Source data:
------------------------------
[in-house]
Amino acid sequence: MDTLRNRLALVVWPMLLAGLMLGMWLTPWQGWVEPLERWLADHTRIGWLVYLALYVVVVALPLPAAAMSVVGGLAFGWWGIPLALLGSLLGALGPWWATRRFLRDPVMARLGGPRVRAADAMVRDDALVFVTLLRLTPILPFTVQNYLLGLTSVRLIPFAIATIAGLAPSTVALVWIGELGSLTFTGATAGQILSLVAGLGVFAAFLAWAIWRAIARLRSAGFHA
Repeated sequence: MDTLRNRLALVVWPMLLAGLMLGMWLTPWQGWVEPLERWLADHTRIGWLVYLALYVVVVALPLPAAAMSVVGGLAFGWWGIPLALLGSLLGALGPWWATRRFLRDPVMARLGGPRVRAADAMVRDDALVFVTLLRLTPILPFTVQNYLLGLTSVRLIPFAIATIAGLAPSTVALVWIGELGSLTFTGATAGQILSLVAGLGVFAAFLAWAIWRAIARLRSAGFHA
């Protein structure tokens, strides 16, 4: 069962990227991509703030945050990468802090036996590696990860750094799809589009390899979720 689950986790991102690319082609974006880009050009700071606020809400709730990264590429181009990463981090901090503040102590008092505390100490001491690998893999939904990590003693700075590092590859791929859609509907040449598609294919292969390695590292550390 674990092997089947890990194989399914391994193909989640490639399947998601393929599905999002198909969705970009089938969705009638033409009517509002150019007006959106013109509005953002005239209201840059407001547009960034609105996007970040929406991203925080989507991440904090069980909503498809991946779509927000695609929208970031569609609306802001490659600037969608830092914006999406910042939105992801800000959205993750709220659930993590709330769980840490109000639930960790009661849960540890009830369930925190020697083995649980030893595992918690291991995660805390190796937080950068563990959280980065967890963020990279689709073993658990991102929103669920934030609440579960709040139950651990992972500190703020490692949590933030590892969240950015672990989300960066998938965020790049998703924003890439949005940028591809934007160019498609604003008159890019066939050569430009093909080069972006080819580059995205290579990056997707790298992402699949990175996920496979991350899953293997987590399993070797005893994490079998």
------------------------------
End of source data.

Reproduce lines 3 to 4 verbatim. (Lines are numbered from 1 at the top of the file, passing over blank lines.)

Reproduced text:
Repeated sequence: MDTLRNRLALVVWPMLLAGLMLGMWLTPWQGWVEPLERWLADHTRIGWLVYLALYVVVVALPLPAAAMSVVGGLAFGWWGIPLALLGSLLGALGPWWATRRFLRDPVMARLGGPRVRAADAMVRDDALVFVTLLRLTPILPFTVQNYLLGLTSVRLIPFAIATIAGLAPSTVALVWIGELGSLTFTGATAGQILSLVAGLGVFAAFLAWAIWRAIARLRSAGFHA
């Protein structure tokens, strides 16, 4: 069962990227991509703030945050990468802090036996590696990860750094799809589009390899979720 689950986790991102690319082609974006880009050009700071606020809400709730990264590429181009990463981090901090503040102590008092505390100490001491690998893999939904990590003693700075590092590859791929859609509907040449598609294919292969390695590292550390 674990092997089947890990194989399914391994193909989640490639399947998601393929599905999002198909969705970009089938969705009638033409009517509002150019007006959106013109509005953002005239209201840059407001547009960034609105996007970040929406991203925080989507991440904090069980909503498809991946779509927000695609929208970031569609609306802001490659600037969608830092914006999406910042939105992801800000959205993750709220659930993590709330769980840490109000639930960790009661849960540890009830369930925190020697083995649980030893595992918690291991995660805390190796937080950068563990959280980065967890963020990279689709073993658990991102929103669920934030609440579960709040139950651990992972500190703020490692949590933030590892969240950015672990989300960066998938965020790049998703924003890439949005940028591809934007160019498609604003008159890019066939050569430009093909080069972006080819580059995205290579990056997707790298992402699949990175996920496979991350899953293997987590399993070797005893994490079998």